February 21, 2008
Mac users are teh snobs.
(for good reason, damn it)
According to this week’s “Official Lost Podcast”, this explains how a Dharma Polar Bear could end up in Tunisia.
(Sure it does… Wormholes? Time travel? What’s next, leprechauns?)
Music from the System Folder…
(Somebody’s got waaay too much time on their hands)
May 14, 2005
Over on TeeVee, Nathan Alderman waxes philosophic on the end of Veronica Mars season one.
What is surprising is just how dark the show can get. VeronicaÃ¢â‚¬â„¢s high school is a vicious and unforgiving place where the line between social mortification and actual physical harm is all too thin. Any show can be Ã¢â‚¬Å“daringÃ¢â‚¬Â by showing teens drinking or using drugs; Mars doesnÃ¢â‚¬â„¢t flinch at physical abuse, rape or the specter of incest. The season finaleÃ¢â‚¬â„¢s nightmarish climax Ã¢â‚¬â€ a terrified Veronica trapped inside a burning refrigerator, her dad Keith setting himself on fire to rescue her Ã¢â‚¬â€ packed as much punch as any of 24Ã¢â‚¬â„¢s best moments. (It also nabbed Keith Mars the Most Badass Dad on TV Award, making previous contenders Jack Bristow and Jack Bauer look like spineless wusses in comparison.)
It looks like Nathan and I ended up on the same page on this series. After all was said and done, Veronica Mars stands out as the best new (surviving) series I watched this season.
May 13, 2005
Bill Gates explains why the iPod is just a passing fad during an interview Thursday.
Ã¢â‚¬Å“As good as Apple may be, I donÃ¢â‚¬â„¢t believe the success of the iPod is sustainable in the long run,Ã¢â‚¬Â he said in an interview published Thursday in German newspaper Frankfurter Allgemeine Zeitung. Ã¢â‚¬Å“You can make parallels with computers: Apple was very strong in this field before, with its Macintosh and its graphics user interfaceÃ¢â‚¬â€like the iPod todayÃ¢â‚¬â€and then lost its position.Ã¢â‚¬Â
There you have it, from the same man who once assured us that computers would never need more than 640K of memory, and that OS/2 was the operating system of the future…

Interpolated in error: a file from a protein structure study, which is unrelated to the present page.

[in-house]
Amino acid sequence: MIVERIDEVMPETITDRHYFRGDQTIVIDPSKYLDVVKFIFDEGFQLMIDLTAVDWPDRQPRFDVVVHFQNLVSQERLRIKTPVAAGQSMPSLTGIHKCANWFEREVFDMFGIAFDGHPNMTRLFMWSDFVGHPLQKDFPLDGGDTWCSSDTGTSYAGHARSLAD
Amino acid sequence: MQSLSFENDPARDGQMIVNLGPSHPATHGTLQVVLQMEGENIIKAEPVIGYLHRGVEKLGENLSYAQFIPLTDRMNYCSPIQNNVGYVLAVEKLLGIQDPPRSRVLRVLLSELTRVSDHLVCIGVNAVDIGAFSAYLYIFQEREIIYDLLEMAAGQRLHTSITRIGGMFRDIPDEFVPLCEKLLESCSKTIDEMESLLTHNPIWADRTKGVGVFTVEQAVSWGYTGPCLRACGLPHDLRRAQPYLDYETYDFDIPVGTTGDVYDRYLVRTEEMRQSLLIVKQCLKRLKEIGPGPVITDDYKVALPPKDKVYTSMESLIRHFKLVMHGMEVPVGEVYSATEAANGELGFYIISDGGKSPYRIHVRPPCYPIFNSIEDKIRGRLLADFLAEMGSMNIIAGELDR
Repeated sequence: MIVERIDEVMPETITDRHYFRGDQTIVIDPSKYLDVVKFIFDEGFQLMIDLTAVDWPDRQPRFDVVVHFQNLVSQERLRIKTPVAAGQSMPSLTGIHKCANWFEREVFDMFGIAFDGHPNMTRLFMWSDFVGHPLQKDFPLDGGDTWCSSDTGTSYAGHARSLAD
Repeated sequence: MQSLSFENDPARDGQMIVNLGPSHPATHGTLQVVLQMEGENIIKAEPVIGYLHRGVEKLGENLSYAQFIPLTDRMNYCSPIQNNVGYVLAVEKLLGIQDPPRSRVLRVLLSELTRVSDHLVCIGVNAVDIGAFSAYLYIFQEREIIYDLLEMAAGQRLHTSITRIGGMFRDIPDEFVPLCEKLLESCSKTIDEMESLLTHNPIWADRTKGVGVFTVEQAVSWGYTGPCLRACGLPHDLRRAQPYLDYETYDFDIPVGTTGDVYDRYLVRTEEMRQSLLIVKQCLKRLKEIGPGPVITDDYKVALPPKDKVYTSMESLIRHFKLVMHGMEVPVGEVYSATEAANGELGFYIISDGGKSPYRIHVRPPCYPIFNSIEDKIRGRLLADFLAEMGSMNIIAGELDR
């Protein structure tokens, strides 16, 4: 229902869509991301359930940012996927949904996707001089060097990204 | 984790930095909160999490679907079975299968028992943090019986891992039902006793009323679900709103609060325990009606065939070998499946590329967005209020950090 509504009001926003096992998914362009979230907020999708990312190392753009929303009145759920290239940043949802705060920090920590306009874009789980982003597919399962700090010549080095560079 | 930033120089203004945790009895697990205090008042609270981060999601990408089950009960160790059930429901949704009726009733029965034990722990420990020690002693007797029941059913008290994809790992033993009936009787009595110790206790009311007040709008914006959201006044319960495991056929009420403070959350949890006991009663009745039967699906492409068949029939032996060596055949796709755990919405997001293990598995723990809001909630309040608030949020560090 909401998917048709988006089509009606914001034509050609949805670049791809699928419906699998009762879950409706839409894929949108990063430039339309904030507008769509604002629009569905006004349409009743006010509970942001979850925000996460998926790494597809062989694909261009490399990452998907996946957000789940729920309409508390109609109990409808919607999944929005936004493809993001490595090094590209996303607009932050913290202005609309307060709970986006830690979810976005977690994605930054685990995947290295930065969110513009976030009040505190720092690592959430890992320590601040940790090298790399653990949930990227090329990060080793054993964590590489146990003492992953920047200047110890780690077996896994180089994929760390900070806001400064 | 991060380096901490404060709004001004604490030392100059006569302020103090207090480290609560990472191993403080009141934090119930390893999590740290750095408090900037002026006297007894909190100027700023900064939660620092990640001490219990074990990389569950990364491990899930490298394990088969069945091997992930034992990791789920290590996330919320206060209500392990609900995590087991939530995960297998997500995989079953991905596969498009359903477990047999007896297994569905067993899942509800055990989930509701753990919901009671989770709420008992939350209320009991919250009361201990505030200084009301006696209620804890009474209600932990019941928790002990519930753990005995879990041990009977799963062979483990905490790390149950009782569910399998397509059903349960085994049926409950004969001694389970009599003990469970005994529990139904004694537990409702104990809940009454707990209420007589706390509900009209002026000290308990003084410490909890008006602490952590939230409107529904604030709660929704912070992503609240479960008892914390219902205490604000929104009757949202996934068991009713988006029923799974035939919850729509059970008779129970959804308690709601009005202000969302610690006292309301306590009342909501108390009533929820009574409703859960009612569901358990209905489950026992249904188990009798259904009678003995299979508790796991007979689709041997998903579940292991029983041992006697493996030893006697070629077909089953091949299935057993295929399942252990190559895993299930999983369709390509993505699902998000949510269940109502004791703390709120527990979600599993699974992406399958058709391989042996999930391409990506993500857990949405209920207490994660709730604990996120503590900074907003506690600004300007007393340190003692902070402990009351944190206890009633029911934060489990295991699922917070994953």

May 9, 2005
Blogging has been a little light here the past few weeks… Not because I’ve lost interest in coffee (never happen), but mostly because I’ve been trying to figure out what to say about the latest thing I’ve gotten into — roasting my own coffee…
I picked up a Hearthware i-Roast Coffee Roaster, and have been slowly learning how to properly roast my own beans.
There’s a lot of good to be said about home roasting — green beans are often available much less expensively than the roasted version of the same bean, they store well for a very long time (whereas once roasted, coffee is at its peak for 2 – 6 days), and you can roast them to suit your preferences.
The downside is that getting good results is a real art.
Coffee roasting is a very hand’s-on process — with the i-Roast, it takes about 15 minutes end-to-end to roast a batch of beans. You’ve got a lot of variables you can change (darkness of roast, speed of roast, etc.) that can have a dramatic effect on the outcome, and how each variety of green bean reacts to each of these variables differs.
I’ve been mostly roasting Organic Columbian Mesa de los Santos beans, and comparing my results to what I taste in the fresh roasted Seattle Mountain Columbian Supremo I buy from Costco.
I’m now to the point where I’m getting something comparable, and that I enjoy, but it’s missing a bit of sweetness I liked in the Seattle Mountain; that could still be my roast, or it might be the difference in the variety of bean I’m using (“Columbian Supremo” isn’t a single-origin thing, it’s combined from many growers and graded by bean size, the larger ones becoming “Supremo”).
But I’m enjoying this none the less.
The i-Roast roasts approximately a cup of green beans at a shot (they expand somewhat in the roasting process). It takes 15 minutes to roast, and you need to let the result rest 12 – 48 hours before actually brewing. This gets me about enough roasted coffee to last two days, if it’s just me drinking it.
I’ll post more on what I learn, and on some of the varietals I’m playing with, as I learn more…
April 13, 2005
If you’re a regular reader of this site, you’re doubtless familiar with my ongoing battle with DVI/USB KVM switches.
Since I finally came to the conclusion that DVI switches just aren’t ready for prime-time yet, I decided to bite the bullet and add a second monitor for my secondary machine (a Windows box I use mostly for testing; my main machine is a PowerBook).
Unfortunately, that still left me with the USB switching issue; it’s a lot easier for me to accomodate two monitors than it is for me to accomodate two keyboards and mice. Also, I occasionally find it handy to switch the printers I use back and forth between machines as well.
Enter the “USB Share Switch”.